The Gauerkes purchased the property for $125,000. The closing took place on December 27, 1976. Two years later, when they were in the process of selling the property, the Gauerkes discovered that the property actually contained only two and seven-tenths acres and had only four hundred fifteen feet of river frontage and two hundred seventy-eight feet of highway frontage.
On June 22, 1979, the Gauerkes commenced this action for damages for the misrepresentations allegedly made by the defendants. Prior to trial, the Rozgas, the Cazes, and United States Fidelity and Guarantee Company (Gudim's insurer) had obtained Pierringer releases from the Gauerkes. Thus, only the three Frost parties (Frost, its insurer, and Schulz, hereinafter "Frost") and Gudim were defendants when the trial began on November 3, 1980. However, the three parties who had obtained Pierringer releases were third-party defendants to Frost's cross-claim for indemnity.
The jury was instructed on theories of both negligent misrepresentation and strict responsibility for misrepresentation. The special verdict included a series of questions pertaining to each theory. It instructed the jurors to go on to the negligence questions only if they had not found strict responsibility. The jury found liability based on strict responsibility on the part of Gudim and Frost; accordingly, the special verdict questions concerning the negligence of the parties remained unanswered. The jury apportioned negligence (based on a strict responsibility theory) forty percent to Frost, sixty percent to Gudim Realty, and zero percent to the Rozgas. The damages were found to be $10,000.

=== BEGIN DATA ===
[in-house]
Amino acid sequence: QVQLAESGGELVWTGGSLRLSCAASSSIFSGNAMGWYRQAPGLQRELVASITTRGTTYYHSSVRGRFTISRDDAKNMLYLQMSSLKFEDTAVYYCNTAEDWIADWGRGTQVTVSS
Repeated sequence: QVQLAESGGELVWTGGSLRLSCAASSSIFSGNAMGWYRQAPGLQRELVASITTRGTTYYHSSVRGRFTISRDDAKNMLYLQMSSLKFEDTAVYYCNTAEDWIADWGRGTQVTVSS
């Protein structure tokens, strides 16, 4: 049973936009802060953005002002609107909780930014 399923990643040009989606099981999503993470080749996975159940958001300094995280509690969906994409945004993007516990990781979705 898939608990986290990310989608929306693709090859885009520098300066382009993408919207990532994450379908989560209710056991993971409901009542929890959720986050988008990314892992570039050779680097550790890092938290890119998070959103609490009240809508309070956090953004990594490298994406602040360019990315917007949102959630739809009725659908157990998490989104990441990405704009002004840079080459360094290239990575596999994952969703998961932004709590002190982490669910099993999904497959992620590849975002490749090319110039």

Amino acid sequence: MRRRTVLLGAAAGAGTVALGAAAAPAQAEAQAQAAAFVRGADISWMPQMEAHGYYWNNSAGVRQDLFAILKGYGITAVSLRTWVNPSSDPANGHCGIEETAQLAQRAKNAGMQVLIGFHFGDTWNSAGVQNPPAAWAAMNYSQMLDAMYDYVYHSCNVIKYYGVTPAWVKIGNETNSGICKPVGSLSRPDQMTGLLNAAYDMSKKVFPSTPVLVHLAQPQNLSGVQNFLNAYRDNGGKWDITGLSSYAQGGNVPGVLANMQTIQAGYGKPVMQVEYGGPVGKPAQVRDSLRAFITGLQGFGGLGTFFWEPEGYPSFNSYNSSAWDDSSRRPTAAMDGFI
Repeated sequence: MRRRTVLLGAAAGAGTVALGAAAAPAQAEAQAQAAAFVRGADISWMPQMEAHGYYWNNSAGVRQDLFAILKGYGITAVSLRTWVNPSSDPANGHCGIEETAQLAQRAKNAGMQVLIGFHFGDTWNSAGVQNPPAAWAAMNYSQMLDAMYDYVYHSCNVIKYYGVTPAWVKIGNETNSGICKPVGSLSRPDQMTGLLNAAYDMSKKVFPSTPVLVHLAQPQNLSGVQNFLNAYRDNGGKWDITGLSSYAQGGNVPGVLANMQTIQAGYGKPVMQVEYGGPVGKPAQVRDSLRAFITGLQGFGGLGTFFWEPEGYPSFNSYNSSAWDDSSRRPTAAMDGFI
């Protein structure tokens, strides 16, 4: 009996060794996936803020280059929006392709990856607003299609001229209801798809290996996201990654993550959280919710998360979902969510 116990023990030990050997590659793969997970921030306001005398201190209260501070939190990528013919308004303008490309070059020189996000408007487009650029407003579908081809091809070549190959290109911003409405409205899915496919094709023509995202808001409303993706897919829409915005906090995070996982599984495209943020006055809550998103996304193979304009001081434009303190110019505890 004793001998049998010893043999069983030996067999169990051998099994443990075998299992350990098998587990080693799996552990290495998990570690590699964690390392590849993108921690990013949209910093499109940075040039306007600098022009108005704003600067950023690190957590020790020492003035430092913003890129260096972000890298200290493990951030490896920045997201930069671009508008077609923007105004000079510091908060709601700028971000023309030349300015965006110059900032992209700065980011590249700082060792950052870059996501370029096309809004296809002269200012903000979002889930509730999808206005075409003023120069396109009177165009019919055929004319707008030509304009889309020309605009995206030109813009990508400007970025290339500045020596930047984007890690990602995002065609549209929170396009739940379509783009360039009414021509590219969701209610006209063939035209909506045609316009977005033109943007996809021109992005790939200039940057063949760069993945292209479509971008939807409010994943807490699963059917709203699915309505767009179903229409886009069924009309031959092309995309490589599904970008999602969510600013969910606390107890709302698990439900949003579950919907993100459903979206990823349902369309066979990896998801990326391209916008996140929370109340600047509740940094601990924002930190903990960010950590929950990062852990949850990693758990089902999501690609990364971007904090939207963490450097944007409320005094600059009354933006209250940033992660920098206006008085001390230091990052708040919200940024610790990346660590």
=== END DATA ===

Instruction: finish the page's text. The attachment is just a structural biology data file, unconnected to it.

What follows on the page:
Gudim Realty then settled with the plaintiffs and was ordered dismissed from the case on December 1, 1980, but remained a defendant to Frost's cross-claim. Thus, when judgment was entered on December 30, 1980, Frost was held liable to pay $4,000.
Frost appealed, and the Gauerkes cross-appealed, contending that it was error for the trial court to refuse to submit the question of punitive damages to the jury. The court of appeals decided that the jury instructions and special verdicts were insufficient to allow the jury to determine Frost's right to indemnity and it, therefore, remanded the case to the trial court on this issue. It otherwise affirmed the circuit court.
The court of appeals rejected Frost's argument that the doctrine of strict responsibility was not applicable and should not have been submitted to the jury because Schulz could not have known the dimensions of the property without an investigation. The court held that "trict liability applies where a party implies that he has complete knowledge of the fact represented when he is in a position to know."
Frost also asserted that the pattern jury instruction, Wis. J.I. -- Civil No. 2402 (1969) *fn2 did not correctly state the law. Frost had requested that the words "without investigation" be added to the instruction. The court of appeals agreed with the trial court that this was unnecessary, stating, "The liability of one who makes a representation of fact does not depend upon the actual source of his information."
The court also rejected Frost's argument that the jury should have been required to ascertain the negligence of the plaintiffs in failing to independently verify the dimensions of the property and that such negligence should have been compared to the defendants' strict responsibility. The court of appeals reasoned that "in strict liability the loss is to fall on the innocent defendant rather than the innocent plaintiff. . . ."
However, the court of appeals agreed with Frost that the jury should have been required to determine the liability of Gudim and the Rozgas for misrepresenting the acreage and frontage to Frost's agent, Schulz. It held that any damages due Frost from the Cazes, the Rozgas, and Gudim should be removed from the judgment due the ...